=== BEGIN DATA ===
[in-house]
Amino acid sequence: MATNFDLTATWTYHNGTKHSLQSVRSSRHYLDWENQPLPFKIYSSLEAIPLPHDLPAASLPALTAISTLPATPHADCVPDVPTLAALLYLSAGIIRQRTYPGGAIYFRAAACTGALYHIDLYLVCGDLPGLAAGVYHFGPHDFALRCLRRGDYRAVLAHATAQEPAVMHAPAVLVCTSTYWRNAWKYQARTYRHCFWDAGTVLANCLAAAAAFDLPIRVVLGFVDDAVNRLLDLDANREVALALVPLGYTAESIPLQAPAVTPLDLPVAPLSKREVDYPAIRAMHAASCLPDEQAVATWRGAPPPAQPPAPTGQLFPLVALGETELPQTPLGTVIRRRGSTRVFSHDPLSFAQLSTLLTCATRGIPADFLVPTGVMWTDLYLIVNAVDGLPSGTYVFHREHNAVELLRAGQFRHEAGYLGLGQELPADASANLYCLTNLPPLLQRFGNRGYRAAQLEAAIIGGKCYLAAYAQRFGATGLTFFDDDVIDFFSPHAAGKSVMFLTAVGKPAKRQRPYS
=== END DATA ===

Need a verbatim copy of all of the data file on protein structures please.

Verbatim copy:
[in-house]
Amino acid sequence: MATNFDLTATWTYHNGTKHSLQSVRSSRHYLDWENQPLPFKIYSSLEAIPLPHDLPAASLPALTAISTLPATPHADCVPDVPTLAALLYLSAGIIRQRTYPGGAIYFRAAACTGALYHIDLYLVCGDLPGLAAGVYHFGPHDFALRCLRRGDYRAVLAHATAQEPAVMHAPAVLVCTSTYWRNAWKYQARTYRHCFWDAGTVLANCLAAAAAFDLPIRVVLGFVDDAVNRLLDLDANREVALALVPLGYTAESIPLQAPAVTPLDLPVAPLSKREVDYPAIRAMHAASCLPDEQAVATWRGAPPPAQPPAPTGQLFPLVALGETELPQTPLGTVIRRRGSTRVFSHDPLSFAQLSTLLTCATRGIPADFLVPTGVMWTDLYLIVNAVDGLPSGTYVFHREHNAVELLRAGQFRHEAGYLGLGQELPADASANLYCLTNLPPLLQRFGNRGYRAAQLEAAIIGGKCYLAAYAQRFGATGLTFFDDDVIDFFSPHAAGKSVMFLTAVGKPAKRQRPYS